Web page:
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Nor art thou election, reprobation,
Nor the long formal cloak; Nor yet the supper ordination,
Nor preaching from an oak:
Hat on, contracted brow;
Nor language thee and thou:
Or intercourse divine;
To alter bear'n's design.
An abstract of thy plan,
But “ Love of God aud man.” The first consisteth in adoring
His sov'reignty and grace;
Our present lapsed case!
Forgiving, just, and true :
As we'd be done unto.
Of gospel 'tix the sum;
Has hope in life to come;
Or give assent to none; Whether he attend communities,
Or worship God alone.
That opened like the rose of May,
Of fell regret for love's decay !
(V'er wreaths of honour early shorn, Before thy sweet and guiltless eye
Had opened on the dawn of morn!
When all in silence slumbered low,
Thou child of love, of shame, and woe!
With joy thy opening bloom to sec,
The only heart that cared for thee.
Pleaded with heaven for lier sweet child,
O'er recollection wandered wild.
Fair as the softest wreaih of spring,
In peace thy morning hymn to sing!
Scarce from the primrose pressed the dew
I thought the spirit of the dawn
Before me to the greenwood Aew.
That spotless soul from earth to sever;
That i wang'd and sealed thy doom for ever.
Of beauty, innocence, and truth,
'Twixt childhood and unstable youth.
To break that rest shall wake no morrow;
Poor child of love, of shame, and sorrow,
Thy vision fraught with bliss to be
THE MISSISSIPPI SCHEME. THE projector of this celebrated scheme was one John Law, the son of a goldsmith in Edinburgh, where he was born about the year 1681. Haviog a natural turn for calculation, he soon made himself a proficient in num. bers, and while very young obtained the confidence of the king's minister for Scotland, so far as to be employed to arrange the revenue accounts, which were in great disorder before the uniou of the two kingdoms. In order to remedy the want of a circulating niedium io Scotland, he proposed the establishment of a bank, which might issue paper money to the value of all lands in the king. dom;
this scheme was, however, too bold far adoption. In 1704, Law's father died and left him a small estate near Edinburgh. He soon imbibed a love of gaming, and thus endeavoured to supply the deficiencies of bis income by his skill at the table. In one of his gaming broils he killed Beau Wilson, whom he had challenged to a duel ; soon after which he fled tbe country. He now visited Venice and Genoa; but here his superior dexterity and numerical skill caused him to be shunned as a sharper. He, however, contrived to support himself by these means in his rambles through Italy, and at 'Turin he endeavour. ed to entrap the Duke of Savoy, with a new financial sys. tem but the duke prudently declined his services, assert
ing that his dominions were too small for the plans of so extensive a genius. He next visited Paris, where his scbemes were rejected by the ministers of Louis XIV. but the regency of the duke of Orleans was much more favourable to him. He first established a bank of 1200 shares of 3000 livres each, by royal authority in 1716, and so firmly was its credit established that the shares soon bore a premium. Annexed to it was a Mississippi company which had grants of land in Lousiana, and was ex. pected to realise an immense sum by planting and commerce. In 1718 it was declared a royal bank, and by a number of advantages arbitrarily conferred on it, so great was the extent of its business and funds that its shares rose to twenty times their original value. Al France was now seized with the rage for ganıbling in its fuuds, and thousands of adventurers poured hourly into the grand field of enterprise. In 1720 Law was made comptroller of the finances, and he now imagined that the golden dreams of his youth were realized. His vanity rose with his circumstances to a most disgusting enormity. Puh. lic confidence appeared to be established,and the Parisians dreamed of nothing short of their national debt being swept away. In the midst of this delusion the fabric tottered, and the bubble burst: the shares sunk hourly in value, and the hoax could no longer be disguised. Law did not enrich himself by the scheme, but was compelled to resign bis post after bolding it five montbs. Thousands were now reduced to beggary, and the projector had nearly fallen a victim to public execration. He spent the remainder of his life in comparative obscurity and after visiting England, Holland, and Germany, died et Venice in 1729, in distressed circumstances.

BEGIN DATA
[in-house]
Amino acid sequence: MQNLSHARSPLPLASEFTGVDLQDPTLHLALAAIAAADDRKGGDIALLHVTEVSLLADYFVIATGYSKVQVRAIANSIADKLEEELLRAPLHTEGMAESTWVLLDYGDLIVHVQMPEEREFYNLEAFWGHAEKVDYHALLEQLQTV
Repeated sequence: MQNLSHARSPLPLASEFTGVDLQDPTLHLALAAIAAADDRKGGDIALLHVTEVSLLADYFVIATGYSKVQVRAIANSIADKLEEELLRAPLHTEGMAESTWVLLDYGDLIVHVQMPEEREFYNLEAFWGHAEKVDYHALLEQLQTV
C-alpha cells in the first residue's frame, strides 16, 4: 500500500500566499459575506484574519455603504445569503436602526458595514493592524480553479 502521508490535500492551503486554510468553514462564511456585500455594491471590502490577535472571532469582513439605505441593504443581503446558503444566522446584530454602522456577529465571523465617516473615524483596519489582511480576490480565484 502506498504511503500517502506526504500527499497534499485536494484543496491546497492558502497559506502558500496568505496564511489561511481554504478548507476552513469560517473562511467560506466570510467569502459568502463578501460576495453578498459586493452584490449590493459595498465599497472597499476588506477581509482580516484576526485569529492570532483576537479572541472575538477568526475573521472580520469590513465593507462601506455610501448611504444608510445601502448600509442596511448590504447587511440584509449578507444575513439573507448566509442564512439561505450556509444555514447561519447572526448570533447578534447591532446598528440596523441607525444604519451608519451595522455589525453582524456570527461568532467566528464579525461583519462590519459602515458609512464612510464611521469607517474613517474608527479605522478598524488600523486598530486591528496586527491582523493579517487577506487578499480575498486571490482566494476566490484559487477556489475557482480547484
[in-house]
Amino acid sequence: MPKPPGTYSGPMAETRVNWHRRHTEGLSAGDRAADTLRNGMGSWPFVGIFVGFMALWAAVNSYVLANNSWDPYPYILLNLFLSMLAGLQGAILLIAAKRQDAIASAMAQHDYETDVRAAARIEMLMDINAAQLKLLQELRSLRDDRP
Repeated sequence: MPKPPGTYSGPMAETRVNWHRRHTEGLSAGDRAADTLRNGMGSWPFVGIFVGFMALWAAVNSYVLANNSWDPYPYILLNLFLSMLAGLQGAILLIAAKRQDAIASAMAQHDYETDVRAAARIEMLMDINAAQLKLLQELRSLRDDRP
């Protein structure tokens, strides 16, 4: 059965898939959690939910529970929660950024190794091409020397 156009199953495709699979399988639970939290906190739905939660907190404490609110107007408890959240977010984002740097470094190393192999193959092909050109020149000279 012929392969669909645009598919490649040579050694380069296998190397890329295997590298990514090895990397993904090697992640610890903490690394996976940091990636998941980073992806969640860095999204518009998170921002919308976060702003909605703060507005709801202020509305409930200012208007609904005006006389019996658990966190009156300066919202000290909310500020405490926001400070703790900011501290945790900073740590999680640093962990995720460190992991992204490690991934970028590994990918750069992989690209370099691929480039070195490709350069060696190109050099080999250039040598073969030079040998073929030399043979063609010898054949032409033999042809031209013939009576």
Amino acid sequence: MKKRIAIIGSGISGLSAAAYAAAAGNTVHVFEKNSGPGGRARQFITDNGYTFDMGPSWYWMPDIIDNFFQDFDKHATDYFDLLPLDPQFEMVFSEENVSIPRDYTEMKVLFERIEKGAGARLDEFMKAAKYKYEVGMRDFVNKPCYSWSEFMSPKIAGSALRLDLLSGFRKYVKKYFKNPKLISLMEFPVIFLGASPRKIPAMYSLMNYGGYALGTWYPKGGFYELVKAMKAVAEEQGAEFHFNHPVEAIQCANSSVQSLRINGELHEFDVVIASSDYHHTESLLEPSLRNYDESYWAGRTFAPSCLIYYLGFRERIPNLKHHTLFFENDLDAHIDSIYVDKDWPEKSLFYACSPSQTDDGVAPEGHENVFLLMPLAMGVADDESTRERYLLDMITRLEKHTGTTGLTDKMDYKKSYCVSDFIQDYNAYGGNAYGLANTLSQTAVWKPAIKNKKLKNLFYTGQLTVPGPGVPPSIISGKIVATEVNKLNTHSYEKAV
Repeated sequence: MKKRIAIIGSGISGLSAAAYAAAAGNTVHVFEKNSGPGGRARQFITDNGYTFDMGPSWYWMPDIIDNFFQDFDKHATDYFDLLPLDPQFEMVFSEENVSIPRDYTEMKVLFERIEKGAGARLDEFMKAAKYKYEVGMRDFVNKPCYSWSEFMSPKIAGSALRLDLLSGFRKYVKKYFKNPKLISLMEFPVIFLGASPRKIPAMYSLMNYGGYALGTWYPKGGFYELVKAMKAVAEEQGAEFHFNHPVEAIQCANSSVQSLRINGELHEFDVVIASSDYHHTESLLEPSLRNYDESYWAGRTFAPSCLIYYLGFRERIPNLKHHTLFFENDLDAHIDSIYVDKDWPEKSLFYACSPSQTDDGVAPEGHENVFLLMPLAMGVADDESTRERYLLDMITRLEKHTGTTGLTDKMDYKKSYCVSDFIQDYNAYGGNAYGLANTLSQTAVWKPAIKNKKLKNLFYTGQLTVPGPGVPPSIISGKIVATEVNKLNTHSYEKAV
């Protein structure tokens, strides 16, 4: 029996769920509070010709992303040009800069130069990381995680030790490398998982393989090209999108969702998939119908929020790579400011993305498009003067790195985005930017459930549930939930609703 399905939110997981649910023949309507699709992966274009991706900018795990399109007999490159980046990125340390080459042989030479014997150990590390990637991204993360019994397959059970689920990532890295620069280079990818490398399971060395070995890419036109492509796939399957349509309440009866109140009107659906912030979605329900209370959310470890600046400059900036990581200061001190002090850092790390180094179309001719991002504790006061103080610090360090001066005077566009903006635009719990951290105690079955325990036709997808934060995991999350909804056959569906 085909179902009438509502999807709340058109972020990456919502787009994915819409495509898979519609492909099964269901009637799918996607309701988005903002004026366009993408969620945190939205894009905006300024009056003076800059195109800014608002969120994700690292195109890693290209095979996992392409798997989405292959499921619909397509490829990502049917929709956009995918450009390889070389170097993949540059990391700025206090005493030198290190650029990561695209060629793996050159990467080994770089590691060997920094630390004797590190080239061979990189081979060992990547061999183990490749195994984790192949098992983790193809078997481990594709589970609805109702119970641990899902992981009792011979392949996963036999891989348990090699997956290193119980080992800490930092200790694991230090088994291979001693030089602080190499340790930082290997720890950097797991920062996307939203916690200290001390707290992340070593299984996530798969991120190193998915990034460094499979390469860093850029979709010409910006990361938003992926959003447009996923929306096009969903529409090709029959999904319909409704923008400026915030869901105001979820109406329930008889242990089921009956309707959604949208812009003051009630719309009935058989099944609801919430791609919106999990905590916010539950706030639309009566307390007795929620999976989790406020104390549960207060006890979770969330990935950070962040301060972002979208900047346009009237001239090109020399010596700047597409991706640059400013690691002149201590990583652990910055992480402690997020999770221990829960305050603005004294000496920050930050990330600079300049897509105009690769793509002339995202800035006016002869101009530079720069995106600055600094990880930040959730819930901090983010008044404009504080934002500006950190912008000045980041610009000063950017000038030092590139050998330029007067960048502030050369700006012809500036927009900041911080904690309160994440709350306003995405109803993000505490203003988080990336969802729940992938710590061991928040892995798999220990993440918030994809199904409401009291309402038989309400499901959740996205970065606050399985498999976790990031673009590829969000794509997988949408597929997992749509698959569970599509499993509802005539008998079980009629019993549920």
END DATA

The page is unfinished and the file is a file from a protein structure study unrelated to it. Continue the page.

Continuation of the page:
Such is the outline of the career of one of the most enterprising speculators of the last century. Short as it was it was sufficient to enforce a valuable lesson to mankind in all ages, by illustrating the superior satisfaction and enjoyment which result from regular habits and industrious inclinations. It is a common error of mankind to confound wbat may be called the speedily earned splendour of public life with diligence and undivided perseverance. The one builds castles in the air, while the other realizes little by little the most solid comforts for the wintry quarter of life. Plodding industry is therefore preferable to that restless spirit of speculation and enterprise which proved the rock on which the fortunes
of Law may be said to have foundered. All happiness
(Where, among other relics, you may see
Dwelt in of old by one of the Donati.
'Tis of a lady in her earliest youth,
She sits, inclining forward as to speak,
But tbeu her face,
Alone it hangs